Active Recovery

 

In a world that prefers to sit and watch, movement towards recovery — despite chronic disease and mental illness — could begin by simply moving more. And the best role models are among us.

 

Dora Amirault leads others to dance despite her anxiety and panic attacks. Diagnosed with rheumatoid arthritis, fibromyalgia and osteoporosis, she wanted to find a way to stay active. “I didn’t let pain stop me from doing whatever I wanted to…I started line dancing for exercise. I couldn’t keep up with a lot of the fast moves because of my arthritis so I decided to teach line dancing to seniors. Here I am thinking I can’t do anything because I have no self-confidence, but I’m still thinking I have to do something.”

 

Dora’s seniors’ line-dancing class grew quickly from 15 seniors to almost two hundred. “To be in front of 200 people was unbelievable for me and all that kept me there were the seniors who made me feel so good. I couldn’t believe they liked something I was doing. I was having anxiety and panic attacks but I was having a ball.”

 

Like Dora, many in the mental health field are starting to appreciate the connections between physical and mental health. In order to go beyond this understanding to support people in their recovery, the Canadian Mental Health Association, Ontario, in partnership with the YMCA and the York University Faculty of Health and with funding from the Ministry of Health Promotion (MHP), initiated the Minding Our Bodies project. Mental health is a priority area for the MHP’s Healthy Communities Fund (see sidebar, page 20), giving an opportunity to merge mental health services and chronic disease prevention activities. Through the creation of a toolkit and an information sharing website, Minding Our Bodies helps community mental health organizations deliver programs that promote positive physical and mental health connections through physical activity and healthy eating.

 

The first phase of the Minding Our Bodies project (2008 to 2010) facilitated six physical activity pilot programs in different settings across the province. All the pilots have kept their programs running and similar experiences from other organizations are cropping up and are shared through the Minding Our Bodies network. This first phase of the project has generated some important lessons that can be shared with others planning similar programming.

 

Physical activity can be an important support on one’s recovery path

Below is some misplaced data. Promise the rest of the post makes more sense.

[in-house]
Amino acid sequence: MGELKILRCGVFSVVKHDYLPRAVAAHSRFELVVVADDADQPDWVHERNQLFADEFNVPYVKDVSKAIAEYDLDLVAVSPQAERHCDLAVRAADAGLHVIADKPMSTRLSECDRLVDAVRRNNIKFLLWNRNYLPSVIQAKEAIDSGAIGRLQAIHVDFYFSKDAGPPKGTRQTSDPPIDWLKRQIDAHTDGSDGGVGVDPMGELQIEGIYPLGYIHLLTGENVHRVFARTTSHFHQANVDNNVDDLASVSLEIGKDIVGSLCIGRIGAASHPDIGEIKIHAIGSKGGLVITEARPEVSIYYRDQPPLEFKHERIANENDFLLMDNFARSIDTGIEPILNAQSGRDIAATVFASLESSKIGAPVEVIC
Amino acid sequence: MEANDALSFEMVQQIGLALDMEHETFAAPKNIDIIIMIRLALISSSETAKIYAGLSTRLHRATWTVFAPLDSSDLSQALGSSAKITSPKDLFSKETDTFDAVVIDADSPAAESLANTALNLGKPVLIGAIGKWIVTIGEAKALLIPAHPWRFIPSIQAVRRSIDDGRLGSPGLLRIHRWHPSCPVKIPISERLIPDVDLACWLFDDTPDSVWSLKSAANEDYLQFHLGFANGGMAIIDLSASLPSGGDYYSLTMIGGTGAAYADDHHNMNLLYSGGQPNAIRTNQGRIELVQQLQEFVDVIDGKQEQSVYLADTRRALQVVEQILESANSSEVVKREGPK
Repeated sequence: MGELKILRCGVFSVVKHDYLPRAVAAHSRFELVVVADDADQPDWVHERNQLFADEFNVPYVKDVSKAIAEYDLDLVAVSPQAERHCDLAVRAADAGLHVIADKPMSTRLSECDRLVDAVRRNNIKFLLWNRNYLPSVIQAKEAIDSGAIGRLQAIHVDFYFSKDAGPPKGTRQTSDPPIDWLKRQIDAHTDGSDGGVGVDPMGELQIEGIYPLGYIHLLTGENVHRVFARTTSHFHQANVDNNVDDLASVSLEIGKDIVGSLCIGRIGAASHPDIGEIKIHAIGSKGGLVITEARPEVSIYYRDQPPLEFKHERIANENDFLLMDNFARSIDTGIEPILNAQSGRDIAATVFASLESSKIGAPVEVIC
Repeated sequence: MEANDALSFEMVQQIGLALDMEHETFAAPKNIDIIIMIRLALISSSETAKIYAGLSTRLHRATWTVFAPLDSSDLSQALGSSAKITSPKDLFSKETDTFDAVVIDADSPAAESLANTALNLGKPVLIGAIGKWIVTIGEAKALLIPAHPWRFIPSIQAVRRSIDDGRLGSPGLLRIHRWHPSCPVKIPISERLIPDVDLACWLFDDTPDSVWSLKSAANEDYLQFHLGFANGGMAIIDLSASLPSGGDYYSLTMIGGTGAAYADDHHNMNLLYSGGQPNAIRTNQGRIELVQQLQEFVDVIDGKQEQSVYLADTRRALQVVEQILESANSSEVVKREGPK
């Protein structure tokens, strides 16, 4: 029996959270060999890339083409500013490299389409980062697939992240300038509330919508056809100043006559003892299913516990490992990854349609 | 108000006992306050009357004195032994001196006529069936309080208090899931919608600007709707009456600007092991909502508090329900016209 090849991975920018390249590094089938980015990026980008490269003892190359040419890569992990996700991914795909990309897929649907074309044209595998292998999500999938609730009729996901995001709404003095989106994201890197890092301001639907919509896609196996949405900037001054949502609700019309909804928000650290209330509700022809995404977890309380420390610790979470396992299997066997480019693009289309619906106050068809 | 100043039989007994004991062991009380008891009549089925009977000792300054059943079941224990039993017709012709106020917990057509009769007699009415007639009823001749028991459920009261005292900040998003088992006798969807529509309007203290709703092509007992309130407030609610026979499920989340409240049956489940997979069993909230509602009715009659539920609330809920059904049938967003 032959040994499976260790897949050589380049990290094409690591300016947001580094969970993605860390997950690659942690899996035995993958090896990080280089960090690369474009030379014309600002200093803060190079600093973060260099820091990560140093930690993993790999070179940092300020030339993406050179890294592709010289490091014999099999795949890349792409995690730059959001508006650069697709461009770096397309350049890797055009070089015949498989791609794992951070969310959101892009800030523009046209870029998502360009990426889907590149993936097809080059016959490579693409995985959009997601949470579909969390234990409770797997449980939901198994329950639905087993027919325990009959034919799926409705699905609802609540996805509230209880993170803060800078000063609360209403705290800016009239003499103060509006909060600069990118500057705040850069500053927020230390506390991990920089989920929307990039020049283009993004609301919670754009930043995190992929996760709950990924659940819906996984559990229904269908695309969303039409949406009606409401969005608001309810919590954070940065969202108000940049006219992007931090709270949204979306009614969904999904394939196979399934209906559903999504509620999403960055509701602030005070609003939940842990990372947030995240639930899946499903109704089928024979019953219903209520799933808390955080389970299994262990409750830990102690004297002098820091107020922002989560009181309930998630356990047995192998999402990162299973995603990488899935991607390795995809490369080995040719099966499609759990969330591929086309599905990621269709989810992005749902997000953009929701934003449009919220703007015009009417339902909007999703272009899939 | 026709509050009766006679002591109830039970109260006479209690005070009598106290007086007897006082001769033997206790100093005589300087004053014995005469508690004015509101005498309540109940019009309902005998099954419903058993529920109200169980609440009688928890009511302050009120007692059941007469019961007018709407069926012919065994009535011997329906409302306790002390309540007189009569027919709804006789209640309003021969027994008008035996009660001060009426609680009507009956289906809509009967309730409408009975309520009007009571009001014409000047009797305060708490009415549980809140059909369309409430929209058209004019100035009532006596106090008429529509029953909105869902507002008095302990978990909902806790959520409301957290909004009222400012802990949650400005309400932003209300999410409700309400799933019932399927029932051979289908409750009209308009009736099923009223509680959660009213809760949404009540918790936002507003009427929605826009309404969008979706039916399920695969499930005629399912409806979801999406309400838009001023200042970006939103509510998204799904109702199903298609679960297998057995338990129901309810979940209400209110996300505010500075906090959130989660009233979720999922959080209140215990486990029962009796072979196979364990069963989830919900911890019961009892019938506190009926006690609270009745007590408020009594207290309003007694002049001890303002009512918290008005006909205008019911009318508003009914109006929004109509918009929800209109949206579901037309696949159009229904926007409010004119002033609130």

CMHA Cochrane-Timiskaming’s active recovery approach is one example. Clients who express interest in improving their physical fitness can be referred to “active recovery,” which is not a separate program, but is an integrated part of the overall recovery support. Chris Hill, a certified personal trainer and case manager, does a separate intake to understand each client’s baseline abilities as well as their interests. He tailors an activity program to these needs.

Hill describes a shift in the dynamic between himself and his clients: “Some people don’t want to interact across the desk … in physical activity they get to work alongside a mental health worker or be a part of a team. It’s easier for them to open up when their heart rate is elevated.” Engagement in sports helps clients build bonds and breaks the ice without having to say a word. “[It helps people] start to be sociable, build confidence, stabilize moods and reduce manic state severity and depressive lows,” explains Hill.

 

The experience of service providers like Hill reflects the evidence from emerging research regarding the mental health benefits of physical activity for people with serious mental illness. Physical activity can improve quality of life by improving physical health, reducing the high risks for cardiovascular disease and diabetes among people with mental illness, and alleviating mental health symptoms. Recent research shows that physical activity complements traditional therapies to treat mental illness and can be a stand­alone treatment for some cases of mild to moderate depression. As a recovery-focused activity, being physically active can build an individual’s skill level, provide a sense of accomplishment, foster inclusion as part of a team and support identity outside of illness.

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